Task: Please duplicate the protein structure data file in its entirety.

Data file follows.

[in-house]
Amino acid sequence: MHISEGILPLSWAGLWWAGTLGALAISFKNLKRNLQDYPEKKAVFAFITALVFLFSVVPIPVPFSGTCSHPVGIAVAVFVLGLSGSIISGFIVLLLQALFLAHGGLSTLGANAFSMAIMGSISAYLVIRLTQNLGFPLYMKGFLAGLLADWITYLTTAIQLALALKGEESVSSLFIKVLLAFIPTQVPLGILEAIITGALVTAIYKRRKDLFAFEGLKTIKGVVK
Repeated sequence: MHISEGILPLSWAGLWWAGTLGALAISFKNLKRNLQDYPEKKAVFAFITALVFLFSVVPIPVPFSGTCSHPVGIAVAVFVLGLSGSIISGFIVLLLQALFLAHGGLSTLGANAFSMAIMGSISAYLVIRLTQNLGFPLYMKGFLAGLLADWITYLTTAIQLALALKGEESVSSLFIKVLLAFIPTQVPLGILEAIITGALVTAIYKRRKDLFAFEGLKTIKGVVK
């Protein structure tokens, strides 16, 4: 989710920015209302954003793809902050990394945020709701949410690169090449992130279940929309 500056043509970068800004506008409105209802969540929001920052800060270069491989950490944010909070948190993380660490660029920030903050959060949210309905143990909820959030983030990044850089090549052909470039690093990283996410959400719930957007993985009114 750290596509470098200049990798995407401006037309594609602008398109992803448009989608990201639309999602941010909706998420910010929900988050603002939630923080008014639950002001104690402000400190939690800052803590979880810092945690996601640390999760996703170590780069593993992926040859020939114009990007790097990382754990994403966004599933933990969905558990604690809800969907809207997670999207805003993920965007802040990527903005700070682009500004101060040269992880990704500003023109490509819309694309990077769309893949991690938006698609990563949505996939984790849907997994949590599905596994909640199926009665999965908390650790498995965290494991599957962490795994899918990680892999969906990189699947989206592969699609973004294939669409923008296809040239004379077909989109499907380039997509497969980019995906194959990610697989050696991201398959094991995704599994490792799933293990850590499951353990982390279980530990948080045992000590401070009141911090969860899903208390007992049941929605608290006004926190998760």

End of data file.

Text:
[in-house]
Amino acid sequence: MHISEGILPLSWAGLWWAGTLGALAISFKNLKRNLQDYPEKKAVFAFITALVFLFSVVPIPVPFSGTCSHPVGIAVAVFVLGLSGSIISGFIVLLLQALFLAHGGLSTLGANAFSMAIMGSISAYLVIRLTQNLGFPLYMKGFLAGLLADWITYLTTAIQLALALKGEESVSSLFIKVLLAFIPTQVPLGILEAIITGALVTAIYKRRKDLFAFEGLKTIKGVVK
Repeated sequence: MHISEGILPLSWAGLWWAGTLGALAISFKNLKRNLQDYPEKKAVFAFITALVFLFSVVPIPVPFSGTCSHPVGIAVAVFVLGLSGSIISGFIVLLLQALFLAHGGLSTLGANAFSMAIMGSISAYLVIRLTQNLGFPLYMKGFLAGLLADWITYLTTAIQLALALKGEESVSSLFIKVLLAFIPTQVPLGILEAIITGALVTAIYKRRKDLFAFEGLKTIKGVVK
């Protein structure tokens, strides 16, 4: 989710920015209302954003793809902050990394945020709701949410690169090449992130279940929309 500056043509970068800004506008409105209802969540929001920052800060270069491989950490944010909070948190993380660490660029920030903050959060949210309905143990909820959030983030990044850089090549052909470039690093990283996410959400719930957007993985009114 750290596509470098200049990798995407401006037309594609602008398109992803448009989608990201639309999602941010909706998420910010929900988050603002939630923080008014639950002001104690402000400190939690800052803590979880810092945690996601640390999760996703170590780069593993992926040859020939114009990007790097990382754990994403966004599933933990969905558990604690809800969907809207997670999207805003993920965007802040990527903005700070682009500004101060040269992880990704500003023109490509819309694309990077769309893949991690938006698609990563949505996939984790849907997994949590599905596994909640199926009665999965908390650790498995965290494991599957962490795994899918990680892999969906990189699947989206592969699609973004294939669409923008296809040239004379077909989109499907380039997509497969980019995906194959990610697989050696991201398959094991995704599994490792799933293990850590499951353990982390279980530990948080045992000590401070009141911090969860899903208390007992049941929605608290006004926190998760």